Sunday, September 24, 2023


Central Bank Governor

The Governor of Ethiopia’s central bank pulled no punches in acknowledging citizens are struggling with an unrelenting cost of living surge, conceding “too high” inflation in the East African nation has climbed to unjustifiable highs.

“We have a cost-of-living crisis,” Mamo Mihretu, governor of the National Bank of Ethiopia (NBE), said in his speech at the opening of the 20th Ethiopian Economics Association International Conference on Ethiopia’s economy, laying bare that prices have skyrocketed for essentials like fuel, food and fertilizer, placing a heavy burden on household budgets.

“Inflation has risen sharply here at home and elsewhere,” he stated bluntly, pointing to surging costs for energy, food and agricultural inputs.

Mamo said that the focus of monetary policy going forward will be on bringing inflation down.

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For almost two years, inflation in Ethiopia has been over 30 percent before easing for a third consecutive month to 29.3 percent in June 2023, the lowest reading since July 2021, compared to 30.8 percent in May.

Before Mamo became governor in January 2023, inflation was one of the issues that his predecessor, Yinager Dessie (PhD), was questioned about by Parliament during several sessions.

Mamo admitted that inflation is causing major cost of living increases for citizens, leaving the country with less foreign exchange reserves to import crucial goods amid soaring global prices of fuel, food, and fertilizer.

He noted that prices of essentials like fuel and food have nearly doubled in some cases in recent years. This matches reality in the market, where the price of basic items like edible oil has more than doubled in the last two years, while even locally produced items like teff have surged by a similar amount.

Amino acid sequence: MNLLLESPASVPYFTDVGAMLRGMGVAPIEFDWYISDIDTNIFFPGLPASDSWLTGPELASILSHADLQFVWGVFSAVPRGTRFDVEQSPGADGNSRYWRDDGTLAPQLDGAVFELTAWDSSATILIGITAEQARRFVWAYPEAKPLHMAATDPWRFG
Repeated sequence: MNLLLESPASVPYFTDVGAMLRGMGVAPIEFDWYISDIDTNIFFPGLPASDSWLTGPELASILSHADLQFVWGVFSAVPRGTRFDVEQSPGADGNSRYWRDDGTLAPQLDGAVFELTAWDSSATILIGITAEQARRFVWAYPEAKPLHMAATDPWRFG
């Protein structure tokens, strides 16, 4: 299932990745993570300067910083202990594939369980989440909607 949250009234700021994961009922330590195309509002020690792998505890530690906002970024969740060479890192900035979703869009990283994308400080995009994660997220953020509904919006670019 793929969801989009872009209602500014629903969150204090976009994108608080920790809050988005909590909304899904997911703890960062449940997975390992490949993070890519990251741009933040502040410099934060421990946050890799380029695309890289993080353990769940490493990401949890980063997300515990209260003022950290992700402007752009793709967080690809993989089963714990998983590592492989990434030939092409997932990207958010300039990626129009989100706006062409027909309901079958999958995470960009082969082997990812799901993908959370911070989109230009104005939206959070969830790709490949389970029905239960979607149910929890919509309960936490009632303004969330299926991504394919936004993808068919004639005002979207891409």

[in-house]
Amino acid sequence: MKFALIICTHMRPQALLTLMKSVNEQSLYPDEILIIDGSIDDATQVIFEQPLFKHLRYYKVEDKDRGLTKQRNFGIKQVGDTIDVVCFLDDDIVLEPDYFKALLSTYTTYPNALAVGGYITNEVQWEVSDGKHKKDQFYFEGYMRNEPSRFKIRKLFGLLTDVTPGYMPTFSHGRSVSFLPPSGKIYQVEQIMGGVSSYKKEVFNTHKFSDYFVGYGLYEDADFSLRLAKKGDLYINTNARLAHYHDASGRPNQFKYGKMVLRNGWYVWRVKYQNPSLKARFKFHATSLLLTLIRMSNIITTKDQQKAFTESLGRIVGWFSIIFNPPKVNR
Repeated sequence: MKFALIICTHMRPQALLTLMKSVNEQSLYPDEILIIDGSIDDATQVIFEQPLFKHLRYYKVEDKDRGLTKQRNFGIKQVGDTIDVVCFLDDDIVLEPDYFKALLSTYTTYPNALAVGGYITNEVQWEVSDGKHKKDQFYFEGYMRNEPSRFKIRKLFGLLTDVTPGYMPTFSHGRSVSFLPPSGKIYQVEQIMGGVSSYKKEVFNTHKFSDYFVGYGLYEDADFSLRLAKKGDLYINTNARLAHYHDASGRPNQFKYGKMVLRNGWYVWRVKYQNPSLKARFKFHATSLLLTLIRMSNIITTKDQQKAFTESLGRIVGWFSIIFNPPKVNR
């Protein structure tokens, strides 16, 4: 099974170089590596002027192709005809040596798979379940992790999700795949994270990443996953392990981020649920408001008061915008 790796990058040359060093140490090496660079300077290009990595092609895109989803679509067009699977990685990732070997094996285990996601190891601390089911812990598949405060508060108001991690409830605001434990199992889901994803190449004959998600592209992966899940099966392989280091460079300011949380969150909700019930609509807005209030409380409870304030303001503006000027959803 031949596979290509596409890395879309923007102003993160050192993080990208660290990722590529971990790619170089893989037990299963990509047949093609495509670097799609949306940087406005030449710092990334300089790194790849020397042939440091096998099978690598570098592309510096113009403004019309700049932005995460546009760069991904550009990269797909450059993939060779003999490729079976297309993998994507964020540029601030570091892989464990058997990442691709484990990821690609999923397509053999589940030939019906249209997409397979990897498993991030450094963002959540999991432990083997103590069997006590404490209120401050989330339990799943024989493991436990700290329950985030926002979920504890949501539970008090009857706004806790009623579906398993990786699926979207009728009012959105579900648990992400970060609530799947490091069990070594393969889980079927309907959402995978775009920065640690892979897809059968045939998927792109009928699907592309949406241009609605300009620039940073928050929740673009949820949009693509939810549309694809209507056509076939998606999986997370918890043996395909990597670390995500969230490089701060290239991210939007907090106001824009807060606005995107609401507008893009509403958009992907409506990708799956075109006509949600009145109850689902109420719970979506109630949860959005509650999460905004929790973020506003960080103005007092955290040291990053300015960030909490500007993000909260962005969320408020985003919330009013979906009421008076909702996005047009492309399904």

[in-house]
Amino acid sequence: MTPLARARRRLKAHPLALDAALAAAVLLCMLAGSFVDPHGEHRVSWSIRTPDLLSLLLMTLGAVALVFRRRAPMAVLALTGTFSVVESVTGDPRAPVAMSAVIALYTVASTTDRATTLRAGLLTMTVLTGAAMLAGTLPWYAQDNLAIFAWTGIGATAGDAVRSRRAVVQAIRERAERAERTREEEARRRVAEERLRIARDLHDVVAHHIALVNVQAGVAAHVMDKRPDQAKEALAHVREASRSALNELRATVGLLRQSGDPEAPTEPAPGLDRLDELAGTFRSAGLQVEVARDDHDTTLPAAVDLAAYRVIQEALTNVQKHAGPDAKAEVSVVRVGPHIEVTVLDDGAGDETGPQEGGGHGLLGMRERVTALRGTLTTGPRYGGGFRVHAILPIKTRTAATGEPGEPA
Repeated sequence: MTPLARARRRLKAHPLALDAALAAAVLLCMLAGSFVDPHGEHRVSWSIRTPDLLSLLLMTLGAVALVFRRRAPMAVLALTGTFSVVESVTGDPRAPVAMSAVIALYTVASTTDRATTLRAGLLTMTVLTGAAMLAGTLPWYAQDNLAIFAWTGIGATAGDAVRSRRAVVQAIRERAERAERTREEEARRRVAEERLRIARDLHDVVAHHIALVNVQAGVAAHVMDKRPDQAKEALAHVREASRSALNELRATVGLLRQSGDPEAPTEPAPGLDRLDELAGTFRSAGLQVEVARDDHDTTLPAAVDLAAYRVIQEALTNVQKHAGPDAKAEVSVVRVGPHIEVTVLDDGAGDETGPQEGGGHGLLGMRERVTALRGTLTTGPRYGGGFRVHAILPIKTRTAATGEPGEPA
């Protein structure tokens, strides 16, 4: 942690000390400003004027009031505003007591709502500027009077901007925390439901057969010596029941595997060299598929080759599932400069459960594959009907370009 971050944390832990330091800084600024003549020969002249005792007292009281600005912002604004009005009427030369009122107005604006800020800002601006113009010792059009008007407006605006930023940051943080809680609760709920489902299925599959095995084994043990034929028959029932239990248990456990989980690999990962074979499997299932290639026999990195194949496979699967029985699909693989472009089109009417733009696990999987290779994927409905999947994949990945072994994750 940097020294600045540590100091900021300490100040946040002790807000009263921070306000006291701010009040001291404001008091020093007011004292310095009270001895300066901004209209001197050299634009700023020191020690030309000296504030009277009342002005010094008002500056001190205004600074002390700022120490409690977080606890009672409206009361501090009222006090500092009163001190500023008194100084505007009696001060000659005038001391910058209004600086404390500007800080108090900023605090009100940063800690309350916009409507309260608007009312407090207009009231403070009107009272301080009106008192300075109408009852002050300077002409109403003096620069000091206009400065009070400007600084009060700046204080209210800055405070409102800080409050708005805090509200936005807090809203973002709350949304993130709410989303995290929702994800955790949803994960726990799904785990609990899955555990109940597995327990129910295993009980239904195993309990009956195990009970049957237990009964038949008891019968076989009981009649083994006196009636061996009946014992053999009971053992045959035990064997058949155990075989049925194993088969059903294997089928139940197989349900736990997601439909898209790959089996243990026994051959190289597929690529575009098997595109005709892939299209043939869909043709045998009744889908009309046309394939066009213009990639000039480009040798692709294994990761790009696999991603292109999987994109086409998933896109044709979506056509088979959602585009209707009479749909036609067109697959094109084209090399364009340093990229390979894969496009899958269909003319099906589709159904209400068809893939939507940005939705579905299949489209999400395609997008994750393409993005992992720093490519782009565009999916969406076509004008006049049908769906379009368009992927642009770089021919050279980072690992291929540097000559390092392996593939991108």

“Inflation has risen sharply here at home and elsewhere partly fueled by surging energy, food, and fertilizer prices,” Mamo said, citing fuel costs as an example.

This year alone, Ethiopia will spend more than USD 4.2 billion on fuel imports—twice what it spent on fuel imports two years ago.

Bringing inflation down will be the central bank’s top priority because high inflation can become “ingrained” and cause economic distortions if not addressed quickly, according to Mamo.

“The direction and objective of monetary policy from here on will focus very specifically on bringing inflation down,” he said.

While acknowledging that Ethiopia faces other economic challenges from debt to difficulties in the business environment, Mamo stressed that restoring price stability by controlling inflation will be the immediate focus of the NBE.

“The insidious damage that a high inflation regime does…is well known,” the Governor said. “Our priority for this new fiscal year is thus to reverse this state of affairs.”

The Governor’s speech aligns with plans outlined in a Central Bank tweet from two months ago, on May 29, 2023.

The tweet outlined the NBE’s priorities for the coming year, including “addressing current bottlenecks in the banking sector… modernizing monetary policies, exchange rate policies, and financial supervisory systems.”

The bank aims to modernize itself “to create a modern Central Bank focused on price stability, financial stability, and external stability,” according to the tweet.

Governor Mamo focused on reining in surging prices in Ethiopia during his speech at the conference organized by the Economics Association, but omitted a key driver fueling inflation: the swift devaluation of the local currency.

Experts say the Birr’s rapid depreciation – losing up to 25 percent of its value against the dollar annually between 2018 and 2022 – has significantly contributed to the country’s double-digit inflation.

As the local currency weakens, it made imports more costly, fueling higher prices for consumers.

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